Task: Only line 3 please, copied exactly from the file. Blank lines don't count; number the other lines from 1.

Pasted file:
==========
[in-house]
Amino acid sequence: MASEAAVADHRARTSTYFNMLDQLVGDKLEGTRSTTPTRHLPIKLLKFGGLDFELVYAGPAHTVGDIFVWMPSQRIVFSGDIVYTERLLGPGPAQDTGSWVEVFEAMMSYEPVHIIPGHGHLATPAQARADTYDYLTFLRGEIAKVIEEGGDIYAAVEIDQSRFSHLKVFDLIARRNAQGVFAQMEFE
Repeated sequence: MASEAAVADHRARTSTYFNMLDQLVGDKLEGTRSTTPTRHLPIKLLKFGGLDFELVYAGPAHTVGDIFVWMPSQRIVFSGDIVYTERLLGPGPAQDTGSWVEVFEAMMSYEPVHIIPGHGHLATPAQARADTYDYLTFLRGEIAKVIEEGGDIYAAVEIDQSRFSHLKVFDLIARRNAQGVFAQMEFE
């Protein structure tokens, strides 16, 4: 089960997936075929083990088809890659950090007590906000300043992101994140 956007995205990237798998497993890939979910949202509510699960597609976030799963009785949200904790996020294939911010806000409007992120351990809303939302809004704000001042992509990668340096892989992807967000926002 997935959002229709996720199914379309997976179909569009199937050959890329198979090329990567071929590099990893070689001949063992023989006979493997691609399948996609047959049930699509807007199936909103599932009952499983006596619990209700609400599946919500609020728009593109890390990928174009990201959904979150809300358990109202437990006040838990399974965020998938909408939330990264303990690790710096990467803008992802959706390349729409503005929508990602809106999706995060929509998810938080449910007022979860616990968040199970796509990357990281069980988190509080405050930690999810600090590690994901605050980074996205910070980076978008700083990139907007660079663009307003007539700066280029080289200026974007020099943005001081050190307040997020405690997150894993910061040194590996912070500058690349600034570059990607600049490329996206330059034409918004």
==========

Repeated sequence: MASEAAVADHRARTSTYFNMLDQLVGDKLEGTRSTTPTRHLPIKLLKFGGLDFELVYAGPAHTVGDIFVWMPSQRIVFSGDIVYTERLLGPGPAQDTGSWVEVFEAMMSYEPVHIIPGHGHLATPAQARADTYDYLTFLRGEIAKVIEEGGDIYAAVEIDQSRFSHLKVFDLIARRNAQGVFAQMEFE